Therefore, whilst I think people should go to the cinema in droves, it is hard for me to even convince myself sometimes that so much of the ridiculous prices I sometimes pay for the privilege of watching a film, goes to the wrong hands and not to make my experience better.

I once had a dream of opening a cinema; I even had my eye on a place. In my cinema people will not be allowed in with mobile phones or anything that may take away from their concentration of the film, there will be film events like in the Prince Charles and BFI cinemas and most importantly it would be a communal and engaging. After working as a cinema manager in top cinemas in the west end and realising how very little control even those high profile cinemas have on their own cinema, with an aching heart I abandoned the idea.

In today’s world of ideas exchange and file sharing, it is time to rethink the copyright law, and take or at least limit the kind of power that distribution companies have over the cinemas. A campaign to encourage film going should educate for film watching. A part of the film industry budget should go to cinemas so they can truly create those moments worth paying for.       

Tuesday, 13 March 2012

My James Bond Confession

James Bond films have passed me by without leaving any lasting impression, positive or other, for a long time. I admit I couldn’t tell the difference between a Sean Connery's Bond film to Roger Moore's, Timothy Dalton's or George Lazenby, who I only discovered had a film in recent years. They all seemed to have a similar look and feel to them; they always felt a little bit sleazy to me, like a level up from a carry-on film and with action. The choice of Pierce Brosnan as James Bond in the 1990s reinforced the feeling of sleaze and ensured my complete lack of interest in the series until the reboot of the series with Daniel Craig, which briefly raised my eyebrows with some interest in Casino Royal, but they went quickly back down with disappointment and annoyance at Quantom of Solace. I tend to prefer grit and violence to sex and gadgets, not that I have anything against them, I love the gadgets of the Mission Impossible films, or the sex in Buffy the Vampire Slayer on telly, but there was always something too clean about James Bond for my liking, like he is meandering through his adventure without it touching him.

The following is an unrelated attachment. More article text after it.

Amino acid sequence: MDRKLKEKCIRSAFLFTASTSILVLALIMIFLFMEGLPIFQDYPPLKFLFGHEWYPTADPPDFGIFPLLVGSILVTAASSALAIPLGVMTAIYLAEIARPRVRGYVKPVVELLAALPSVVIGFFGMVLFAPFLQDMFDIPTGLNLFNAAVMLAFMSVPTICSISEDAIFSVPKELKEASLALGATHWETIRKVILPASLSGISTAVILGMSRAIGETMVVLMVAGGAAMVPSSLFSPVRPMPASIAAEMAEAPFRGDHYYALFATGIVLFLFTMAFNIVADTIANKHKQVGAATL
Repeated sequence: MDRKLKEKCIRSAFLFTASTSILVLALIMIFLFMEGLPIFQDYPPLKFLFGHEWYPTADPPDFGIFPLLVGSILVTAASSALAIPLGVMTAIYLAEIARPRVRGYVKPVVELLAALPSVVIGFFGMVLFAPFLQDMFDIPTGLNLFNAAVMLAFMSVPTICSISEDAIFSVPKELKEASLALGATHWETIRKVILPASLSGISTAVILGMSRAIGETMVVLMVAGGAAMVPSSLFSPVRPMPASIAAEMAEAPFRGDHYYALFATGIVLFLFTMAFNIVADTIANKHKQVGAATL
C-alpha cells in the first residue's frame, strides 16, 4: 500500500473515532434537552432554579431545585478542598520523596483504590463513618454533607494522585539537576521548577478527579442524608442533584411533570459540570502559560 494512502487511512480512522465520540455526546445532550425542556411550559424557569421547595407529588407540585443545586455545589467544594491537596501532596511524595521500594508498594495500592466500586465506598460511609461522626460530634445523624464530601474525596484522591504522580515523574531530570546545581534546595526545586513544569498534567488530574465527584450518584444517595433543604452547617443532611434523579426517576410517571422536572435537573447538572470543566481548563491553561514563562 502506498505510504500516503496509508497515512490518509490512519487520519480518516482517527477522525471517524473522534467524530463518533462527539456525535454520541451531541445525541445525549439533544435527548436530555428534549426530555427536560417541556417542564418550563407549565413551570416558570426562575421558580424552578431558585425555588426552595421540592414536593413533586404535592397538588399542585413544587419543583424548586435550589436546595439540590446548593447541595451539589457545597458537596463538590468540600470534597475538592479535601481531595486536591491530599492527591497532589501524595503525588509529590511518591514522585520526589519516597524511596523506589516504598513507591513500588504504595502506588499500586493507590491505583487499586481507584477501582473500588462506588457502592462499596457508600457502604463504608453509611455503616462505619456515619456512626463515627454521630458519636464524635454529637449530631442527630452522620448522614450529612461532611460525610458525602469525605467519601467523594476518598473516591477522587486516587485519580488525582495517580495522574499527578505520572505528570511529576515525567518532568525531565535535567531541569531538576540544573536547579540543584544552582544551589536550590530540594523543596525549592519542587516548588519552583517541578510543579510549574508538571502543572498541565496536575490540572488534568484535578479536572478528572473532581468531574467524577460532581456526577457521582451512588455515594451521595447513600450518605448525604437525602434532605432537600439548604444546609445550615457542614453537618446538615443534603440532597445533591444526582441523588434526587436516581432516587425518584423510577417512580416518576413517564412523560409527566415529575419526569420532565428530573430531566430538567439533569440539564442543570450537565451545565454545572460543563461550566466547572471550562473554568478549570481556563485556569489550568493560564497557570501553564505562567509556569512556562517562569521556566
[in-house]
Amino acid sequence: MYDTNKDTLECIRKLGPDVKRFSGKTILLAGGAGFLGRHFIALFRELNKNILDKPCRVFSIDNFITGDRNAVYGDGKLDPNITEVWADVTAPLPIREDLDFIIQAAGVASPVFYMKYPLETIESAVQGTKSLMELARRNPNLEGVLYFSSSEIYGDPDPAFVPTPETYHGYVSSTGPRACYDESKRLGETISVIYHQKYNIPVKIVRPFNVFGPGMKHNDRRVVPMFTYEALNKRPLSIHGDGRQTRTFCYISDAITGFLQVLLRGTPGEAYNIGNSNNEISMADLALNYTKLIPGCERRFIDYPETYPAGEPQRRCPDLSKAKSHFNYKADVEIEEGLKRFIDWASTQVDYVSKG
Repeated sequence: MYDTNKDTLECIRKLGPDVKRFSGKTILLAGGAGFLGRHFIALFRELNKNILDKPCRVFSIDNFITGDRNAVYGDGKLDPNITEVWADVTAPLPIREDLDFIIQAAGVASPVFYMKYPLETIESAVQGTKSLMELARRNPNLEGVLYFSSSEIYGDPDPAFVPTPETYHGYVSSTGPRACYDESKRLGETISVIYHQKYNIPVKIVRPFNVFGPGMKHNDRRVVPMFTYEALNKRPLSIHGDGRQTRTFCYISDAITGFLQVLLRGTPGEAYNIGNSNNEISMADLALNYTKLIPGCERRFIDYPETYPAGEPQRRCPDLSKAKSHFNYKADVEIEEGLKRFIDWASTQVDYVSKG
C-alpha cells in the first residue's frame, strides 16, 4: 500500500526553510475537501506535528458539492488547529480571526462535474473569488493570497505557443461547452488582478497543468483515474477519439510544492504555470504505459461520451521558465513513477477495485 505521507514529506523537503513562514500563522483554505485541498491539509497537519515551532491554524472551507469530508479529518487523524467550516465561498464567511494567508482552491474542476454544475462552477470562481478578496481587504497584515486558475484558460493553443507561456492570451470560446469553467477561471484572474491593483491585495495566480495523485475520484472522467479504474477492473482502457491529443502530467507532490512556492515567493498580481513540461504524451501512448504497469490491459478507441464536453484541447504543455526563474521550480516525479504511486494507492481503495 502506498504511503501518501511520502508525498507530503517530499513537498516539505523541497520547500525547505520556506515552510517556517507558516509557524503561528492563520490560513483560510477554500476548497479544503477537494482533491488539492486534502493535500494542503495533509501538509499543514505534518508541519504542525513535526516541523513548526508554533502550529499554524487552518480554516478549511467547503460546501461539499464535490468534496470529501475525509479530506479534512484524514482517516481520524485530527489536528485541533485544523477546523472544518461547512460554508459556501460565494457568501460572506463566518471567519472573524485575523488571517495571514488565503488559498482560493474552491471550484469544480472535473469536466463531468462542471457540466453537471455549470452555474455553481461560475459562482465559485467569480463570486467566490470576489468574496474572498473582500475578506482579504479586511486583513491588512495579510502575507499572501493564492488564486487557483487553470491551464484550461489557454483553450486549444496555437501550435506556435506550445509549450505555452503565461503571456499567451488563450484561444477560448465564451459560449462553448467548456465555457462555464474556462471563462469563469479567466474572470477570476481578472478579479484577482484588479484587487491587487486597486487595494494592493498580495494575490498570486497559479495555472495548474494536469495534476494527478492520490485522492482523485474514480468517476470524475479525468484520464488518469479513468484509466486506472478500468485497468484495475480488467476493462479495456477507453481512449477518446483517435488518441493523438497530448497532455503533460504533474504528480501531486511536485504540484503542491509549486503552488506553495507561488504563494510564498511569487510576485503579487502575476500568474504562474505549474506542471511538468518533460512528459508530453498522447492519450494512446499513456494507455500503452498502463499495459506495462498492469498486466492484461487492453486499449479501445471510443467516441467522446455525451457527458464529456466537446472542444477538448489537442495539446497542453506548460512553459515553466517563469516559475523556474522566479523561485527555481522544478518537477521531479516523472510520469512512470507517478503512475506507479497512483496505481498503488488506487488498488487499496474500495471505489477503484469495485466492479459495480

Therefore, when a friend asked me to watch On Her Majesty’s Secret Service on my big screen, I agreed more out of the kindness of my heart than real interest in James Bond. Watching the film on the big screen, my friend excitedly discovered a percentage of the film he hasn’t seen before. I on the  other hand, have discovered a little cinematic treasure in the unlikely form of a James Bond film. 

I don’t have the knowledge or fandom mileage to discuss this film in the context of the James Bond series, nor to compare George Lazenby’s Bond to any of the others. I know enough to realise he made his biggest career mistake by listening to his manager and turning down the next Bond film, that Sean Connery’s return, with Diamonds are Forever, was somewhat anti-climatic in comparison and that though the film wasn’t as successful as its predecessor, it gained appreciation with time. Whether George Lazenby was a good James Bond is not something I feel I could comment upon, but I think I can safely say that his choice was a most regretful missed opportunity, not just for him.

So I choose to separate my discussion of On Her Majesty’s Secret Service from the wider Bond discourse and treat it as an independent film. Despite Bond’s famous history with Blofeld, I think this could have easily been the first film with the super villain and could have become a reboot to the Bond franchise like Christopher Nolan’s[1] Batmen Begins was to the Batman one.